Origin and Evolution Of Earth Crust


Note: Answers are Bold and Underlined.

—————– move  material in their path parallel to the direction of movement.

(a) S waves                          (b) P waves                       (c) L waves

In P waves particle motion consists of alternating compression and dilation. Particle motion is

parallel to the direction of propagation. Material returns to its original shape after the wave passes.

  1. is the densest of all layers.

(a) The core                            (b) The mantle                (c)  The crust

The densest layer of the Earth is the core. Sir Isaac Newton was the first person to form this conclusion.

3-                                                                                     has oxides of iron, magnesium and silicon.

(a) Upper mantle                  (b) Lower mantle (c) The crust

The inner mantle is mostly made up of silicon and magnesium sulphides and oxides. The density is between 4.3 and 5.4 g/cm3

  1. For every 108 feet descent below the surface of the Earth temperature rises bv

(a) 106°F                                (b) 18°F                          (c)  L8^F                           (d) 16°F                         ’

  1. Temperature of ranges from 3000°C – 6650°C.

(a) Magma                              (b) Mantle                      (c)  Core                           (d) Lava

  1. waves move objects at right angles to their direction of motion.

(a) P                                       (b) S                               (c)  L

S waves travel much slowly than P-waves. They do not travel through liquids. Their motion is at right angles to the direction the wave is travelling.

  1. Radius of solid inner core is____________ .

(a) 725 miles                          (b) 650 miles                  (c)  760 miles                   (d)  670 miles

  1. Liquid outer core is________

(a) 2520km                            (b) 2250km                    (c)  5220km

  1. Continental crust accounts only about________________ of the earth’s global surface.

(a) 1/3                                    (b) 1/4                            (c)  2/3                             (d)  1/8

  1. MohoroviCic’ Discontinuity Is the difference of density from_______________ .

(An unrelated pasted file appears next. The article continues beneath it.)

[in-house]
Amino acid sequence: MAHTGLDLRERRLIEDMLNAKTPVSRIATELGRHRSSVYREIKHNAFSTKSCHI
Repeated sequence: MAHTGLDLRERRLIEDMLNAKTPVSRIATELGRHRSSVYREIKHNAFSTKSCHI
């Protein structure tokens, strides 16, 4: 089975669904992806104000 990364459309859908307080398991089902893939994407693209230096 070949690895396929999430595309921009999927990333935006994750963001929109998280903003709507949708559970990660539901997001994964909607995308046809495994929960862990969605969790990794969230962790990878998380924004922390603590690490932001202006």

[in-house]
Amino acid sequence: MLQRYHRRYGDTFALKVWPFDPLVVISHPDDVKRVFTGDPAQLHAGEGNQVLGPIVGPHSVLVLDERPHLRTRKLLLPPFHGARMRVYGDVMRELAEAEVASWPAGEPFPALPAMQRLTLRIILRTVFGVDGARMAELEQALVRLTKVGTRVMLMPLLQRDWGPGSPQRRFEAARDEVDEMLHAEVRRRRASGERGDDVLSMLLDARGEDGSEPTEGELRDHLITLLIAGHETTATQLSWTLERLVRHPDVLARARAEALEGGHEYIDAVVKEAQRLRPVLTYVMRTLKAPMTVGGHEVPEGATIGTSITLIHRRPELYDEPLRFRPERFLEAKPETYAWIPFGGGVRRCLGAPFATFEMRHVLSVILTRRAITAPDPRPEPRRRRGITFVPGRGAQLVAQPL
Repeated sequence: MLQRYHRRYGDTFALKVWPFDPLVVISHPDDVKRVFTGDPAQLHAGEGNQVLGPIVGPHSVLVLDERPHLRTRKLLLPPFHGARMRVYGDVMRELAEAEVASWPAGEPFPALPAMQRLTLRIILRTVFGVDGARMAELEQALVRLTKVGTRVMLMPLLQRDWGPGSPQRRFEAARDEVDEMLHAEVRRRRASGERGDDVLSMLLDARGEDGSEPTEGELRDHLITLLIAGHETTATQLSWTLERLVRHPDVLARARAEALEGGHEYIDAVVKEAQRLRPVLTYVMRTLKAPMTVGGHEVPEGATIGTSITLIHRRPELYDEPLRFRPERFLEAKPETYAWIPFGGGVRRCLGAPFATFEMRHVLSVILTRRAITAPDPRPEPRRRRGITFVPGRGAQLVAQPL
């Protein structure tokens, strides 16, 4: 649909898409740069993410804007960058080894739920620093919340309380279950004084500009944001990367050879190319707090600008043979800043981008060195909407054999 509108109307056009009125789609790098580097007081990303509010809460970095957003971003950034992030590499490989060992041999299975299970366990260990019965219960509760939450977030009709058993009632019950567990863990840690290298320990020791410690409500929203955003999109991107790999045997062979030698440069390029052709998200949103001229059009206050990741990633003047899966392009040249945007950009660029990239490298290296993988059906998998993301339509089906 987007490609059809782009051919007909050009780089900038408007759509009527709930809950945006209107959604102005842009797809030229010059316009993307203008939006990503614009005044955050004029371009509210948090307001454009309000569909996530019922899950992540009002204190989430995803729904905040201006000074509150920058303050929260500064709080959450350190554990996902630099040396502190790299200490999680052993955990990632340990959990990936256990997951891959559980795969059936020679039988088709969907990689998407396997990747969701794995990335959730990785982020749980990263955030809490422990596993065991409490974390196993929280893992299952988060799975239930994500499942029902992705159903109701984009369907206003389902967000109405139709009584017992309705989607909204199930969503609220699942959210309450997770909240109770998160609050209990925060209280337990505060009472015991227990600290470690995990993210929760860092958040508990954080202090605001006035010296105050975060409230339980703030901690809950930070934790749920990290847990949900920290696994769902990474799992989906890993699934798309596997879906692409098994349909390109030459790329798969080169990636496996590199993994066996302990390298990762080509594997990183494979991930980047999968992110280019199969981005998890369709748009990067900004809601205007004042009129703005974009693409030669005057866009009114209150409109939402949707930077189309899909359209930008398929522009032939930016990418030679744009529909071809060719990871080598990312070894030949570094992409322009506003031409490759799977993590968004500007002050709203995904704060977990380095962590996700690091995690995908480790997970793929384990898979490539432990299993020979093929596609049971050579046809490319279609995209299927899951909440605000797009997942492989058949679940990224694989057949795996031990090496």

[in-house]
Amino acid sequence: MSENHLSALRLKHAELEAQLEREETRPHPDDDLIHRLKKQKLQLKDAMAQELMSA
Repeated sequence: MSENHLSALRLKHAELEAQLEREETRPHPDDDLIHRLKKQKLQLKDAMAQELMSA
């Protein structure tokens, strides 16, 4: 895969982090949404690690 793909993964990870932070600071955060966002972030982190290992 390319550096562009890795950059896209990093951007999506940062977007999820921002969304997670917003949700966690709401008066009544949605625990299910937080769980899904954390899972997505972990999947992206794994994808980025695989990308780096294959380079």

(a) Crust to mantle (b)                  Core to mantle (c)           Core to crust              (d)  Mantle to core

The MohoroviCic’ Discontinuity, or “Moho”, is the boundary between the crust and the mantle.

The continental crust consists of lower density material such as granite. Less common is basalt, a denser volcanic rock that is the primary constituent of the ocean floors.

________ of outer layer prevents the core from becoming a liquid or gas.

(a)     Great weight and pressure                                  (b)   Heat and weight

(c)     Density                                                             (d)   Molten form

Silicon found in Earth’s crust is____________ .

(a) 5%                                (b) 27 J _%,                       (c) 46.6%                        (d) 2.1%

____ of mantle material produces convection currents beneath the surface of the earth.

(a)     Circular motion                                                 (b)   Horizontal movement

(c)     Heat                                                                  (d)   Density

The earth is very hot inside, a current of heat flows from the core to the crust. This is called convection current and it also takes place in the mantle. This current cools down as it comes closer to the surface of the Earth. As a result, the rising of the current decreases and goes into horizontal direction along the bottom of the crust. When the current cools down, the convection current descends again and goes to the inner Earth. There the temperature increases and the current rises again. This goes on and on.

Earthquake waves _

(a) Increase

C________ Layer circumscribes the entire planet but is exposed only in ocean basins.

al                             (b) Sima                           (c) Lithosphere                (d) Mesosphere


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